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HuffPost Review: Point Blank

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Hollywood has lost the knack for making thrillers that don't rely on massive special effects or computer-generated images. And yet filmmakers in Europe and elsewhere seem to have no trouble cranking up the voltage with only their wits to guide them.

So it is with Fred Cavaye's Point Blank, the follow-up to his Anything for Her, which was made into the American film The Next Three Days. Point Blank is the cure for the common thriller -- an adrenalized chase that starts with a bang and just builds from there.

That bang is a chase that ends badly for the guy being chased, Hugo (Roschdy Zem). He lands in a hospital, where he is the patient for nurse-in-training Samuel Pierret (Gilles Lellouche). Sam is a father-to-be, whose wife, Nadia (Elena Anaya) has just been told that she needs to spend the final six weeks of her pregnancy on her back or risk a premature delivery.

One night at work, Sam sees something funny: an unidentified doctor hurrying suspiciously away from Hugo's bed. When Sam checks on Hugo, he discovers that his oxygen tube has been cut -- but Sam bags him and keeps him alive until a doctor arrives.

Sam gets home after his shift to tell his wife what a hero he was -- and instead is knocked unconscious, awakening later to a ringing cellphone he's never seen before. A voice on the phone tells him that Nadia has been abducted -- and won't be released unless Sam smuggles Hugo out of the hospital that very morning.

Easier said than done: Hugo, a known safecracker, is now under police protection, considered a person of interest in the murder of a noted Parisian businessman. Still, the panicked but resourceful Sam finds a way to not only get Hugo past his police guard but to get them both out of the hospital and on to a bus.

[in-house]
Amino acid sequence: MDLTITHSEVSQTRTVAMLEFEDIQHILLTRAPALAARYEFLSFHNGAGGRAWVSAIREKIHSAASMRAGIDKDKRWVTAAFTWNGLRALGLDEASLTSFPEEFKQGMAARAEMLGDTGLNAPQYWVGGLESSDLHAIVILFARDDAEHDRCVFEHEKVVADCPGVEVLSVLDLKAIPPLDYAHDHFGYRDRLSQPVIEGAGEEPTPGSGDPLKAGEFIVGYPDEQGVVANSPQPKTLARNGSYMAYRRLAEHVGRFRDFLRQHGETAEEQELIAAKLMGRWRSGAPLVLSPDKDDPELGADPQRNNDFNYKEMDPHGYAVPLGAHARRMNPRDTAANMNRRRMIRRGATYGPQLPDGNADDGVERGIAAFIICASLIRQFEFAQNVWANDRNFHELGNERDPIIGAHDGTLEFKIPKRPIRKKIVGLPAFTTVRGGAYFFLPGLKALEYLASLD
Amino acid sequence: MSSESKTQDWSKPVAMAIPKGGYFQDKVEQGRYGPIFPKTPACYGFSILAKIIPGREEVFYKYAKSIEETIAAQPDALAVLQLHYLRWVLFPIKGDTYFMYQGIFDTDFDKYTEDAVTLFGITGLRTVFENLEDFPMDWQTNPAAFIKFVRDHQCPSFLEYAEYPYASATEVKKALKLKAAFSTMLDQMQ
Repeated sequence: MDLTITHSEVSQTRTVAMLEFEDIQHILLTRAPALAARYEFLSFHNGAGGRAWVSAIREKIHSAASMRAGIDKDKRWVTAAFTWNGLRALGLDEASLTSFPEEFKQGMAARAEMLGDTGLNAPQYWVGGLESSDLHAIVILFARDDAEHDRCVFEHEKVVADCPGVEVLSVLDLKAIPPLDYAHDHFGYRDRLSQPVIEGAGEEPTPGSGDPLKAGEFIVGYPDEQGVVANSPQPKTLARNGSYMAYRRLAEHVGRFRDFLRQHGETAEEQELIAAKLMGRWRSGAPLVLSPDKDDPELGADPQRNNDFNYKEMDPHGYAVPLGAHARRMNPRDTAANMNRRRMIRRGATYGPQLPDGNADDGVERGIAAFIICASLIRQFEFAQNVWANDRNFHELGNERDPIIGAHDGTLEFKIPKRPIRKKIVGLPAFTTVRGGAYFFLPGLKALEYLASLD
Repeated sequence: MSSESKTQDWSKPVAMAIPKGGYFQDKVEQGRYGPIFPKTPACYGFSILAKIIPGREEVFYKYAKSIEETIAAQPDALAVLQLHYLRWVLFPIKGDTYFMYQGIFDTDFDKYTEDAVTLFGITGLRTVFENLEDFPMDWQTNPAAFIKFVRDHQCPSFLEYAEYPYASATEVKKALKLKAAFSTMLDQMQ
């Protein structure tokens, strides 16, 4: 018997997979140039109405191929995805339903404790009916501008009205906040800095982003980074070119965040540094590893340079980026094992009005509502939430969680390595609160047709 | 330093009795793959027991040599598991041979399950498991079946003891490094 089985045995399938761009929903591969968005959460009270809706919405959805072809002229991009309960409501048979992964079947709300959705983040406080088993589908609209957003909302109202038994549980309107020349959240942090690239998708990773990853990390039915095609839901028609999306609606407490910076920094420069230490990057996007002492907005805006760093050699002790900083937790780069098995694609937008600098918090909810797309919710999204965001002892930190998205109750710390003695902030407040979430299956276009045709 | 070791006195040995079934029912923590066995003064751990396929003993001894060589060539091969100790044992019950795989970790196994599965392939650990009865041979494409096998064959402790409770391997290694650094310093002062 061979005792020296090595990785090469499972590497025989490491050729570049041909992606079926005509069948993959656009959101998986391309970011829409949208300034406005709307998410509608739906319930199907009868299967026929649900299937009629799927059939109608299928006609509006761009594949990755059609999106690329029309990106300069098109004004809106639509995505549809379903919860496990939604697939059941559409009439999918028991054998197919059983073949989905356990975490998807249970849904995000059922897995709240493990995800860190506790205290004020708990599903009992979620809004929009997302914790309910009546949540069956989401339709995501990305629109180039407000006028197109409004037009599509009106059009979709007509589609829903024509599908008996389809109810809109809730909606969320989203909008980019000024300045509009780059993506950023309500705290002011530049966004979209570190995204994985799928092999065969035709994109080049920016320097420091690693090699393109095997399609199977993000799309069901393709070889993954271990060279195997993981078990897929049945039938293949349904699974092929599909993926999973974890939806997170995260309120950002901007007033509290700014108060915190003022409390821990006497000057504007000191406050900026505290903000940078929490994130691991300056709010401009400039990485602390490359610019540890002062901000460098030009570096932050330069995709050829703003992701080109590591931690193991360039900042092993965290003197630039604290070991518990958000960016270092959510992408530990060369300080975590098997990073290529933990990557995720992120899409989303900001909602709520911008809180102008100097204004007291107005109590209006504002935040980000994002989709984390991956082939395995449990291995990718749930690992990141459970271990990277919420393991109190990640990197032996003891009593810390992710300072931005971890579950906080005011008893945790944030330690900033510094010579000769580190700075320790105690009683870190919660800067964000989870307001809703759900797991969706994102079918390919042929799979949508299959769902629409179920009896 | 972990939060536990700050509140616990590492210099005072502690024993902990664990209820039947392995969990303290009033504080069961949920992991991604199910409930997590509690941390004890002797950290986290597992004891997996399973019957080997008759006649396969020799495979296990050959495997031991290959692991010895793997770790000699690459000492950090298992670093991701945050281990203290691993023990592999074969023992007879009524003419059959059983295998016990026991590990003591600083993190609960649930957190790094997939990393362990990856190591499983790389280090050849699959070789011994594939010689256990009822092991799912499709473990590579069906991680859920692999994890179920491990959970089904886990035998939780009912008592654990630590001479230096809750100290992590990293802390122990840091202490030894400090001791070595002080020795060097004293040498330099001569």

To tell much more would spoil Cavaye's numerous surprises. Suffice to say that Samuel and Hugo are pawns in a plot involving blackmail and police corruption. They're on their own, with targets painted on their backs -- and Samuel's wife is still perilously pregnant.

What gives Point Blank its shivery thrill is the headlong energy Cavaye brings to every scene. Jeopardy lurks around each corner and Samuel's only choice is to run as far and fast as he can, until he can pause to regroup. Even then, he must rely on his shaky alliance with Hugo, who has resources in the underworld but also has a bullet in his gut from which he's still recuperating.

Cavaye's camera darts and leaps all over Paris -- from the Metro to the dizzying heights of a housing project balcony, from the dank tunnels under a power plant to the swarming hive of a police station.

Pierret has the wounded, slightly bewildered look of a guy who is swimming far out of his depth and barely keeping his nose above water. Zem makes a nice counterpoint, as his calmer, more steady-handed odd-couple partner.

No doubt Point Blank will be bought and remade as a Hollywood movie, a vehicle for someone like, well, take your pick among current younger action stars. The point is it will take someone with a fresh eye to come up with a movie as wonderfully wired and propulsive as Cavaye's Point Blank. Why bother?